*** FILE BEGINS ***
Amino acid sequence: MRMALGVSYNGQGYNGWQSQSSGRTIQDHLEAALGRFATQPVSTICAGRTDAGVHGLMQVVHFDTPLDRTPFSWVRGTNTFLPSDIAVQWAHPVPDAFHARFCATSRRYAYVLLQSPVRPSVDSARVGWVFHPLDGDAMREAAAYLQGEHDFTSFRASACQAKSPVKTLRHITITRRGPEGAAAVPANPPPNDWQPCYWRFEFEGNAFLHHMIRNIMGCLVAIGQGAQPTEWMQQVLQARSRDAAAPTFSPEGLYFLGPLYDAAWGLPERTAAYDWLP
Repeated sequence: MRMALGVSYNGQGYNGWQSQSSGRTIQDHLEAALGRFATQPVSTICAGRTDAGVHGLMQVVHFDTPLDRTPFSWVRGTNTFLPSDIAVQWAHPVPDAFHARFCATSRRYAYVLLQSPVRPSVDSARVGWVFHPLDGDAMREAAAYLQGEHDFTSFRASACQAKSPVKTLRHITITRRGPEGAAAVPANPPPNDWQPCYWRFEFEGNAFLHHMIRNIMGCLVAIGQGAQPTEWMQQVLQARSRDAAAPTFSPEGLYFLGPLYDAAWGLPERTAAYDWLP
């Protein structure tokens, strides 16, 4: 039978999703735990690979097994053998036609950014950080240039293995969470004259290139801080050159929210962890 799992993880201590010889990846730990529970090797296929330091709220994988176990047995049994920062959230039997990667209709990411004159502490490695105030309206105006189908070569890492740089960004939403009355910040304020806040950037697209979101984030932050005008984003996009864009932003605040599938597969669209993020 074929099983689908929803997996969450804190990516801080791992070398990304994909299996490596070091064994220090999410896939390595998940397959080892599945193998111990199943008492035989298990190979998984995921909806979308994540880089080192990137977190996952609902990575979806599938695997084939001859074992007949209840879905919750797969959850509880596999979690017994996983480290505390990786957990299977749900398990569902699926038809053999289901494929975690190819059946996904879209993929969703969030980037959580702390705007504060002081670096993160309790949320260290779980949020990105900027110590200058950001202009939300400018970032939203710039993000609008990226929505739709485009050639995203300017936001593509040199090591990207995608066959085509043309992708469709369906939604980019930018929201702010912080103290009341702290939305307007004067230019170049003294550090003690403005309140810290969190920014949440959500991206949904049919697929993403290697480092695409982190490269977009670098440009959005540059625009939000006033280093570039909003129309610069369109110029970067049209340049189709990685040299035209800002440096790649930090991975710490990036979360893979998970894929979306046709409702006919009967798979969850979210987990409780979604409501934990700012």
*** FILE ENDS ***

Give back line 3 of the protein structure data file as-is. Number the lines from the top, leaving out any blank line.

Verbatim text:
């Protein structure tokens, strides 16, 4: 039978999703735990690979097994053998036609950014950080240039293995969470004259290139801080050159929210962890 799992993880201590010889990846730990529970090797296929330091709220994988176990047995049994920062959230039997990667209709990411004159502490490695105030309206105006189908070569890492740089960004939403009355910040304020806040950037697209979101984030932050005008984003996009864009932003605040599938597969669209993020 074929099983689908929803997996969450804190990516801080791992070398990304994909299996490596070091064994220090999410896939390595998940397959080892599945193998111990199943008492035989298990190979998984995921909806979308994540880089080192990137977190996952609902990575979806599938695997084939001859074992007949209840879905919750797969959850509880596999979690017994996983480290505390990786957990299977749900398990569902699926038809053999289901494929975690190819059946996904879209993929969703969030980037959580702390705007504060002081670096993160309790949320260290779980949020990105900027110590200058950001202009939300400018970032939203710039993000609008990226929505739709485009050639995203300017936001593509040199090591990207995608066959085509043309992708469709369906939604980019930018929201702010912080103290009341702290939305307007004067230019170049003294550090003690403005309140810290969190920014949440959500991206949904049919697929993403290697480092695409982190490269977009670098440009959005540059625009939000006033280093570039909003129309610069369109110029970067049209340049189709990685040299035209800002440096790649930090991975710490990036979360893979998970894929979306046709409702006919009967798979969850979210987990409780979604409501934990700012």